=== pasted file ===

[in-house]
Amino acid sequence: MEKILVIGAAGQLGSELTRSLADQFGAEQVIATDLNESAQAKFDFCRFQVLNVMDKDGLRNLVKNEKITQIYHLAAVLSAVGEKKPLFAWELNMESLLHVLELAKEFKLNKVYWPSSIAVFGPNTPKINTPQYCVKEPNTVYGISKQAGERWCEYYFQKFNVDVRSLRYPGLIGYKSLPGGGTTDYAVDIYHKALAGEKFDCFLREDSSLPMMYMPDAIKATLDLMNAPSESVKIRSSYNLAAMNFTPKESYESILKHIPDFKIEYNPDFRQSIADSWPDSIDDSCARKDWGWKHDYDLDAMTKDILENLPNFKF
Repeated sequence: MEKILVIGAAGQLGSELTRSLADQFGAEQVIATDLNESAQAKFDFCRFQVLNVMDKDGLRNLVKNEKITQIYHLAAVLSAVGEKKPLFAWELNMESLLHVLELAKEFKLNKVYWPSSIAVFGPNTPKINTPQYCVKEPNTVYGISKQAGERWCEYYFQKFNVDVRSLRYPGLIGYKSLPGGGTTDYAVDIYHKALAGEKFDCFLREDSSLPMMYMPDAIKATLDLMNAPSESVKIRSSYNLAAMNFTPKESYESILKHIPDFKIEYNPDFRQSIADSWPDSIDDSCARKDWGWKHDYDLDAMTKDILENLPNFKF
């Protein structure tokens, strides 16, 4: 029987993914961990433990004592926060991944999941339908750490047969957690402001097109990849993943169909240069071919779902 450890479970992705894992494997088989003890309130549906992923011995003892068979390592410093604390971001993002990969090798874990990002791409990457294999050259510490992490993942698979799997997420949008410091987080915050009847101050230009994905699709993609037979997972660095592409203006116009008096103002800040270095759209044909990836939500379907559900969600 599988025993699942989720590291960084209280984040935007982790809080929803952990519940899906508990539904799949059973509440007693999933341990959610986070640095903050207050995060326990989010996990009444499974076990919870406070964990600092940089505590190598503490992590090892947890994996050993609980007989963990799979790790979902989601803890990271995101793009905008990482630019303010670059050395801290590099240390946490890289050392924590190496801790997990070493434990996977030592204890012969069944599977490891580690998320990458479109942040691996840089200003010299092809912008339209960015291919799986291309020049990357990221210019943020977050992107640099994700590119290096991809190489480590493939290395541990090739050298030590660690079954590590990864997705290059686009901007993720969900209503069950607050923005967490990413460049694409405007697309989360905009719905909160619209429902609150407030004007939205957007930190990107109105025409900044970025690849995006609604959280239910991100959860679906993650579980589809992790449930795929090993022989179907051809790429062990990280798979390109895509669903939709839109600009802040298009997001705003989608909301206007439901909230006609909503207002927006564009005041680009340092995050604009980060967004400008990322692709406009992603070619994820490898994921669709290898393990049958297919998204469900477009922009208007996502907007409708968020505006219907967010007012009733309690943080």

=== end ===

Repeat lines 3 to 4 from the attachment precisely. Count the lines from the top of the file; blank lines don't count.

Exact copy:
Repeated sequence: MEKILVIGAAGQLGSELTRSLADQFGAEQVIATDLNESAQAKFDFCRFQVLNVMDKDGLRNLVKNEKITQIYHLAAVLSAVGEKKPLFAWELNMESLLHVLELAKEFKLNKVYWPSSIAVFGPNTPKINTPQYCVKEPNTVYGISKQAGERWCEYYFQKFNVDVRSLRYPGLIGYKSLPGGGTTDYAVDIYHKALAGEKFDCFLREDSSLPMMYMPDAIKATLDLMNAPSESVKIRSSYNLAAMNFTPKESYESILKHIPDFKIEYNPDFRQSIADSWPDSIDDSCARKDWGWKHDYDLDAMTKDILENLPNFKF
């Protein structure tokens, strides 16, 4: 029987993914961990433990004592926060991944999941339908750490047969957690402001097109990849993943169909240069071919779902 450890479970992705894992494997088989003890309130549906992923011995003892068979390592410093604390971001993002990969090798874990990002791409990457294999050259510490992490993942698979799997997420949008410091987080915050009847101050230009994905699709993609037979997972660095592409203006116009008096103002800040270095759209044909990836939500379907559900969600 599988025993699942989720590291960084209280984040935007982790809080929803952990519940899906508990539904799949059973509440007693999933341990959610986070640095903050207050995060326990989010996990009444499974076990919870406070964990600092940089505590190598503490992590090892947890994996050993609980007989963990799979790790979902989601803890990271995101793009905008990482630019303010670059050395801290590099240390946490890289050392924590190496801790997990070493434990996977030592204890012969069944599977490891580690998320990458479109942040691996840089200003010299092809912008339209960015291919799986291309020049990357990221210019943020977050992107640099994700590119290096991809190489480590493939290395541990090739050298030590660690079954590590990864997705290059686009901007993720969900209503069950607050923005967490990413460049694409405007697309989360905009719905909160619209429902609150407030004007939205957007930190990107109105025409900044970025690849995006609604959280239910991100959860679906993650579980589809992790449930795929090993022989179907051809790429062990990280798979390109895509669903939709839109600009802040298009997001705003989608909301206007439901909230006609909503207002927006564009005041680009340092995050604009980060967004400008990322692709406009992603070619994820490898994921669709290898393990049958297919998204469900477009922009208007996502907007409708968020505006219907967010007012009733309690943080």